Page:Popular Science Monthly Volume 10.djvu/93

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83
ASTRONOMY IN AMERICA.

building was erected was quarried from the grounds of the society. The lime was burned on the hill, and every means was adopted to reduce unnecessary expenditure. Payment for stock was received in every possible article of trade; due-bills were taken, and these were converted into others which would serve in the payment of bills. In this way the building was reared, and finally covered in, without incurring any debt. But the conditions of the bond by which the lot of ground was held required the completion of the observatory in June, 1845. It was seen to be impossible to carry forward the building fast enough to secure its completion by the required time without incurring some debt. "My own private resources," proceeds Mitchel, "were used in the hope that a short time after the finishing of the observatory would be sufficient to furnish the funds to meet all engagements. The work was pushed rapidly forward. In February, 1845, the great telescope safely reached the city; and in March the building was ready for its reception." Unfortunately, just at this time, when his private means were exhausted, Prof. Mitchel's professorship was brought, in a very summary manner, to a temporary close, in consequence of the college edifice being burned to the ground. To recruit his means without abandoning the cause of astronomy, he gave courses of lectures in the chief cities of the United States, meeting with well-deserved success.

The observatory thus erected achieved useful though not very striking results. An observatory which was erected a year or two later took so quickly the leading position, so far as the actual study of the heavenly bodies was concerned, that the progress of the Cincinnati astronomers, as indeed of most of the astronomers of the United States, received less attention than otherwise might have been the case. I refer to the observatory at Harvard (Cambridge, Massachusetts). Here one of the first equatorials ever made by Merz was erected; and by means of it W. C. Bond, and his son, George P. Bond, made highly interesting additions to astronomical knowledge. The seventh satellite of Saturn (eighth and last in order of discovery) was detected, the dark ring rediscovered and found to be transparent; important drawings of nebulas were made, and many other observations were effected, under the administration of the Bonds. Later, under Prof. Winlock, the Harvard Observatory has been distinguished by the excellence of the mechanical arrangements adopted there, and by M. Trouvelot's admirable drawings of solar spots and prominences of the planets Jupiter and Saturn, and of various details of lunar scenery.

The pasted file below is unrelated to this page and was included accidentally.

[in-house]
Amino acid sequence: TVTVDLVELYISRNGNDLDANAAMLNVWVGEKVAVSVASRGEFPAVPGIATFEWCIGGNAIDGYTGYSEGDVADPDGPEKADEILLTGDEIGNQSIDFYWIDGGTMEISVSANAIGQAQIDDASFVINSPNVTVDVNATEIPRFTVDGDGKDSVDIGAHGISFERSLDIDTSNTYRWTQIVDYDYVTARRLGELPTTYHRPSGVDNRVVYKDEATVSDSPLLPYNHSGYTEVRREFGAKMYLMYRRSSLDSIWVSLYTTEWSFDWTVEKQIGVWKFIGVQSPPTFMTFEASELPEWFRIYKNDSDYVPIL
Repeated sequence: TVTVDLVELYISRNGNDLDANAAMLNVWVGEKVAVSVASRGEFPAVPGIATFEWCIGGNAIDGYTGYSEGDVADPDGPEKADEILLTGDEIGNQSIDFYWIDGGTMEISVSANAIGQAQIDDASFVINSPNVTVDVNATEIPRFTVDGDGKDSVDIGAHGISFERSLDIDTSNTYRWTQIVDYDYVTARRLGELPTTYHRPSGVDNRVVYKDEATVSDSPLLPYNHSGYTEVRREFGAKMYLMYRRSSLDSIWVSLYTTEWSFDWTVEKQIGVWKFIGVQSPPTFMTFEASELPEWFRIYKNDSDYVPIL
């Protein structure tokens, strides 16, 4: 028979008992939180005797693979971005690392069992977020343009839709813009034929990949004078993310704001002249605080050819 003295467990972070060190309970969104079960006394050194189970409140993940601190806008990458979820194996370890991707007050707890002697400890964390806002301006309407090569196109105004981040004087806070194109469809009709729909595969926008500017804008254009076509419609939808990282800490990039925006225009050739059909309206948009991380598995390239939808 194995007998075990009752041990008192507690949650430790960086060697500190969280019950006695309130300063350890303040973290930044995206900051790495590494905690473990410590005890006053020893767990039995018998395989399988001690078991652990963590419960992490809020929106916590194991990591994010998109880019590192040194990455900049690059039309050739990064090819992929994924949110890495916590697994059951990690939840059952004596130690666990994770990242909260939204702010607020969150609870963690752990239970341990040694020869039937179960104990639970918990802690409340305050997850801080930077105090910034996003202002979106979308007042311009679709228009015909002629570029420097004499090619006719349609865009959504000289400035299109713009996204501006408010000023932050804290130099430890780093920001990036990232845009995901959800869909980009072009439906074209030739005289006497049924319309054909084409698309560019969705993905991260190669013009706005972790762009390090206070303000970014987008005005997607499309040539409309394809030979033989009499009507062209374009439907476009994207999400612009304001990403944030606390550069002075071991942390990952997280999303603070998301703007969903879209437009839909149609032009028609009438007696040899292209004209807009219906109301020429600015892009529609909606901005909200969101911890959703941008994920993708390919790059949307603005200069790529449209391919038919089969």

In passing, I may note that at Harvard, as indeed elsewhere in America, others than professed astronomers have achieved very useful astronomical work. As Prof. Mayer, of the Stevens Institute, Hoboken, has turned his marvelous ingenuity in devising new methods of physical research to astronomical inquiries, so Prof. Cooke, of Harvard, whose special subject is chemistry, made a most important